Nor do they do justice to imperial realities. Here are some of the factual flies in the theoretical ointment. First, the British empire was never anything as simple and coherent as ‘a project’. In its early days it was mainly resistance to Catholic Spanish imperialism. Mostly, it was about trade, and therefore about military security and political stability. From the early 1600s to 1807 it was much about slavery; but from 1807 to the 1960s it was consistently about anti-slavery. Sometimes it slaughtered the innocent, infamously at Amritsar in 1919, but its greatest violence was directed at European fascism, against which, from May 1940 to June 1941, it was the only military force in the field – except for Greece.
Next, Said’s claim that empire invariably involves cultural repression does not readily accommodate the fact that the renaissance of Irish language and literature with Yeats, Synge and Hyde occurred within the United Kingdom of Great Britain and Ireland. Nor does it square with the Indian experience, where according to Nirad Chaudhuri, in rescuing classical Sanskritic civilisation from oblivion, Warren Hastings, Sir William Jones and other British orientalists “rendered a service to Indian and Asiatic nationalism which no native could ever have given. At one stroke it put the Indian nationalist on a par with his English ruler.” Indeed, it gave him the material out of which to build “the historical myth” of a Hindu civilisation that was superior to Europe’s.
If colonialists can ‘other’ the natives, essentialising them into contemptible stereotypes, nationalists, too, can ‘other’ the imperialists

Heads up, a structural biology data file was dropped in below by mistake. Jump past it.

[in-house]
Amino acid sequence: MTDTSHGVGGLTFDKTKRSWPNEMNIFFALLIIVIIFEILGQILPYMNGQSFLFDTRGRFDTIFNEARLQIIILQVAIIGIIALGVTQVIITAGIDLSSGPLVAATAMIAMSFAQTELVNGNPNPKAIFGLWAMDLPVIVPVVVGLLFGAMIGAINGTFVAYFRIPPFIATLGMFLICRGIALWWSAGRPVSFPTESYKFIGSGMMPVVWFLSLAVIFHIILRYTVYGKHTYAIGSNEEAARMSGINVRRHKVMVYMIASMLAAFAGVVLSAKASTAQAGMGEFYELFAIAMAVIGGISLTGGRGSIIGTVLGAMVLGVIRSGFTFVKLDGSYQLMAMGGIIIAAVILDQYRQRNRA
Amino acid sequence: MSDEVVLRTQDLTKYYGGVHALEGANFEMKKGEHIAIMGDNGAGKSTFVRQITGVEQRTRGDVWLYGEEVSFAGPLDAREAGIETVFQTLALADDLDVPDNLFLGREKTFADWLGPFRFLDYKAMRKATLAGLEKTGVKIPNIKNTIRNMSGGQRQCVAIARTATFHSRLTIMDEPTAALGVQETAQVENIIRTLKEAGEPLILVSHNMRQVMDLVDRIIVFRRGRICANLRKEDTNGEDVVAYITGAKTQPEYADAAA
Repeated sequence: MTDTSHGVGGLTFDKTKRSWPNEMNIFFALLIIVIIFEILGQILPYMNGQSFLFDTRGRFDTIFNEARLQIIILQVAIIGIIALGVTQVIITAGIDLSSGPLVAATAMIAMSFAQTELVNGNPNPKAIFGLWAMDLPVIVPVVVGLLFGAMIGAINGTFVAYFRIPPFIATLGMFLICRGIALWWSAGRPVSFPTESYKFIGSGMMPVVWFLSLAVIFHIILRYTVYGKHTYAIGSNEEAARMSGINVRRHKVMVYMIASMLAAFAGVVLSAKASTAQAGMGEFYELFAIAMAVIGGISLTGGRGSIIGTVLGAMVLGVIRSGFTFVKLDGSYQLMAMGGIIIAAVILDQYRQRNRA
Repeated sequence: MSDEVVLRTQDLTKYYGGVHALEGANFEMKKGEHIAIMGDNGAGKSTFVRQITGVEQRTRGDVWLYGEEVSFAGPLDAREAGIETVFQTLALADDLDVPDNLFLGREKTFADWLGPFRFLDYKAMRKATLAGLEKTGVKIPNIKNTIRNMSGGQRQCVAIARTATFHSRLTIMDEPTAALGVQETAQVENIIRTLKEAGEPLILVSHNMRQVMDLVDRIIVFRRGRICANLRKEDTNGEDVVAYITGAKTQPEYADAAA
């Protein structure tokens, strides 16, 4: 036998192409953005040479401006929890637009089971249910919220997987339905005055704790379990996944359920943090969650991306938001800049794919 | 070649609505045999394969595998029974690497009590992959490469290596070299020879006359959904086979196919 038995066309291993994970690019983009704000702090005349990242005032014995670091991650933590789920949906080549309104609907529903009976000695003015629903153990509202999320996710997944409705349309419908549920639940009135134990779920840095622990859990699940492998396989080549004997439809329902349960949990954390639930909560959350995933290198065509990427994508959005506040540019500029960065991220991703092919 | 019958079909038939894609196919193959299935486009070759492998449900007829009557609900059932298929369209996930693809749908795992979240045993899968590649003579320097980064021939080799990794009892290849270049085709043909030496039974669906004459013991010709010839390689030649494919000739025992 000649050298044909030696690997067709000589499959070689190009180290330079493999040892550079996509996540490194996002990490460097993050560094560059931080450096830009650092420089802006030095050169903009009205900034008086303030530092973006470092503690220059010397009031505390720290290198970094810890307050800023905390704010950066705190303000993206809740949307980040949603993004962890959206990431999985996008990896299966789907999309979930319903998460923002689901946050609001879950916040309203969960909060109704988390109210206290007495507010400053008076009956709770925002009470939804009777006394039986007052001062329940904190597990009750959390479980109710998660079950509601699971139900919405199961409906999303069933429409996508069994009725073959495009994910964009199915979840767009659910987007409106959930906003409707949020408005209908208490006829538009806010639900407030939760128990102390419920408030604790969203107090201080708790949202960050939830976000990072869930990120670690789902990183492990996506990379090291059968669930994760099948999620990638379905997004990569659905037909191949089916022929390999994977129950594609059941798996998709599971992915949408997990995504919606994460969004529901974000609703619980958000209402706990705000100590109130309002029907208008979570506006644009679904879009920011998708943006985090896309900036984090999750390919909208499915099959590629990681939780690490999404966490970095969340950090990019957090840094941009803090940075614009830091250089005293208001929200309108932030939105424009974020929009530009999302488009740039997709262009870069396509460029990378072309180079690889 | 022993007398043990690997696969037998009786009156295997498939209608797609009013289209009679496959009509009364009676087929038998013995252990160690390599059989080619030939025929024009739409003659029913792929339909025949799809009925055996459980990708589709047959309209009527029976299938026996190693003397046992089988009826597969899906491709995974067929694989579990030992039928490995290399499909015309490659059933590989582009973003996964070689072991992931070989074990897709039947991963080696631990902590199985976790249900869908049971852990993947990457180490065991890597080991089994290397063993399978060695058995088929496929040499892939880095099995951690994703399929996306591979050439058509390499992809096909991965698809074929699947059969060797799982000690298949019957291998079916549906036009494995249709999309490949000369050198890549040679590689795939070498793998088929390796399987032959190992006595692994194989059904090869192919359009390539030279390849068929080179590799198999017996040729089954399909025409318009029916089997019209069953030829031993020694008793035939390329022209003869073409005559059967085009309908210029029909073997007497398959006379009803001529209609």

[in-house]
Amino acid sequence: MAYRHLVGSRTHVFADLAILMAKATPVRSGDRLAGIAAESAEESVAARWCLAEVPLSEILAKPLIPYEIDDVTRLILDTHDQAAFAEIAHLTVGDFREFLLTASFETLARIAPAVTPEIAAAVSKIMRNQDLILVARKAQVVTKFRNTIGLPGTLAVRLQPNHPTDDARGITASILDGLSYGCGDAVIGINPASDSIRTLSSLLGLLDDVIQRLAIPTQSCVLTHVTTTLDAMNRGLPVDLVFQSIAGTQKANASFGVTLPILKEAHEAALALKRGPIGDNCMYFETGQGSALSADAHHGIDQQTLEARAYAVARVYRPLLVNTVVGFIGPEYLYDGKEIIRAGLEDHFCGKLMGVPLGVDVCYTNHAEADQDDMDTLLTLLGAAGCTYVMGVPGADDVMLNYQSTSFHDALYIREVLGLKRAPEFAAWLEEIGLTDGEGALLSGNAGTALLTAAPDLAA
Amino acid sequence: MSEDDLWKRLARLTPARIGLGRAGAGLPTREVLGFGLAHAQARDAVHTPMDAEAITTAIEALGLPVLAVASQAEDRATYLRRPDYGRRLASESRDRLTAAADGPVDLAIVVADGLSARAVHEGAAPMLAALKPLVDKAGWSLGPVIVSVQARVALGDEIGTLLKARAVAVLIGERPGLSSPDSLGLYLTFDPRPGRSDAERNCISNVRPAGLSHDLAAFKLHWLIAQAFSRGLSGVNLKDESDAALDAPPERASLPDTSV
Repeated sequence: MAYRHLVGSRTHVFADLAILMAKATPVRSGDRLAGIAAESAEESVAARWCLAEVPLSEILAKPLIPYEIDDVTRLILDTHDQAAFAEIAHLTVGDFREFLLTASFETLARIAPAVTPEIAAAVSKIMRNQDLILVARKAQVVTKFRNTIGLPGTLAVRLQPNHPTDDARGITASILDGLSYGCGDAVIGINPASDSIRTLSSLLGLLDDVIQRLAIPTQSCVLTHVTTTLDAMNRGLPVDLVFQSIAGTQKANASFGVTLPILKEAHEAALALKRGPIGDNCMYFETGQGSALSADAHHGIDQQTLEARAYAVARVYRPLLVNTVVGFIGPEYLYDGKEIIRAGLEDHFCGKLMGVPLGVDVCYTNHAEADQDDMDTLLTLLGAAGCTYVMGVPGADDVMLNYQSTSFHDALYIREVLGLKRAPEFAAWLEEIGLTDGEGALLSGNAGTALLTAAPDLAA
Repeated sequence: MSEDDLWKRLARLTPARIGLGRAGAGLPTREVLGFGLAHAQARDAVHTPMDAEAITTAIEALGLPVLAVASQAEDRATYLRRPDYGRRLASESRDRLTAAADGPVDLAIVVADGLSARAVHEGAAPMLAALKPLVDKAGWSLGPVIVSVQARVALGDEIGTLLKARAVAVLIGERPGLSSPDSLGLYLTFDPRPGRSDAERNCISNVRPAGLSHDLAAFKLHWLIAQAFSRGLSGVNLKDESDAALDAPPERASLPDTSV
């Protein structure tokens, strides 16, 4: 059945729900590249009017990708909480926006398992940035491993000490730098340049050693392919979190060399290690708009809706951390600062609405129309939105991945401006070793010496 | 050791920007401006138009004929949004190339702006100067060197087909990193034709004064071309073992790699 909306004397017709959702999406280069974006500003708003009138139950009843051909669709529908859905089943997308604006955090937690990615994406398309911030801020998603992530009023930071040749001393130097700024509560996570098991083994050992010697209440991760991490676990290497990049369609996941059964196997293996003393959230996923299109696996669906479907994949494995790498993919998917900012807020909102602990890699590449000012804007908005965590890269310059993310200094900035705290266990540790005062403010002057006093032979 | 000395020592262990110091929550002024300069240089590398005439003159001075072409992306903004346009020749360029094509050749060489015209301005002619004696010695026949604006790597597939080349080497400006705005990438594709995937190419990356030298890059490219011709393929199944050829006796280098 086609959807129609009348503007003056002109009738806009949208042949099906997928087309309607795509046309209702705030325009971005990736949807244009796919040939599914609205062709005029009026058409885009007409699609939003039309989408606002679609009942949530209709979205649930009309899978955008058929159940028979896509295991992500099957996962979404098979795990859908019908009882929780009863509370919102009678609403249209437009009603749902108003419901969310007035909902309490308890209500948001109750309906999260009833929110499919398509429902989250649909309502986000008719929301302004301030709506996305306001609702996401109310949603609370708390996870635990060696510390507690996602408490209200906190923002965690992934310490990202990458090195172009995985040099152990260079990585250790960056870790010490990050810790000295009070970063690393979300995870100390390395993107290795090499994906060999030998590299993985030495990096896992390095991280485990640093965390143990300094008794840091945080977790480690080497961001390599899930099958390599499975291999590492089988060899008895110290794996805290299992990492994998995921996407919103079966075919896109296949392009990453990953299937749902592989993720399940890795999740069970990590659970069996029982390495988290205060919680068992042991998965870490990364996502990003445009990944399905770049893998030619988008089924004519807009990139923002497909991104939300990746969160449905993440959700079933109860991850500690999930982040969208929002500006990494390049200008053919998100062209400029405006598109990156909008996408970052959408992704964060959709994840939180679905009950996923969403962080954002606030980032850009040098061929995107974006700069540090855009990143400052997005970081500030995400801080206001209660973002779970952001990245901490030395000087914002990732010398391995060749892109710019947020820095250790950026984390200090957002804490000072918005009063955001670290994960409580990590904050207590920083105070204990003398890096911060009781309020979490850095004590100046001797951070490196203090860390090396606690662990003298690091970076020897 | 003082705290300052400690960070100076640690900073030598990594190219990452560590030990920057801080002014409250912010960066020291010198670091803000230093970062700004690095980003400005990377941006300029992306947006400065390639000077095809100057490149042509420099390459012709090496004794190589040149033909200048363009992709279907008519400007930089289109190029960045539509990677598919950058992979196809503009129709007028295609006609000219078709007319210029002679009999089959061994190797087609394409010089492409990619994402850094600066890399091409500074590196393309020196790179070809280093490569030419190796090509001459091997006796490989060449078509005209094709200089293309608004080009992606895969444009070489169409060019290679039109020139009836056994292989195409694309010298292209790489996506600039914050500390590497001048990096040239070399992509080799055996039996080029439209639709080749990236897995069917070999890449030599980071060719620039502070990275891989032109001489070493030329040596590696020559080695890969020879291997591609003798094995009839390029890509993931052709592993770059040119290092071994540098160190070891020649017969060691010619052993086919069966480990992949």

Nor is it true, as the President implies, that those Irish men and women who became the “willing agents” of British empire were therefore “accomplices” to its hubris and violence. Take, for one example, Antony MacDonnell, the Catholic native of Co Mayo who, as a member of the Indian civil service. made himself an outstanding expert on Indian famines. When he was made lieutenant-governor of the northwestern provinces in the 1890s, he gave district officers the discretion to spend money in emergencies without waiting for permission, telling their supervising commissioner to impress on them “their personal responsibility in regard to starvation deaths. The system is ready and they have the funds. They cannot be held free from blame if starvation deaths occur.” MacDonnell was certainly a very willing Irish agent of empire, but he was no accomplice to crime.
If colonialists can ‘other’ the natives, essentialising them into contemptible stereotypes, nationalists, too, can ‘other’ the imperialists. No one would expect the President of the Irish Republic to learn to love the British empire, but he could do it better justice. Overall agreement is too much to ask of ‘ethical remembering’, but common admission of awkward facts could be the mother of growing trust.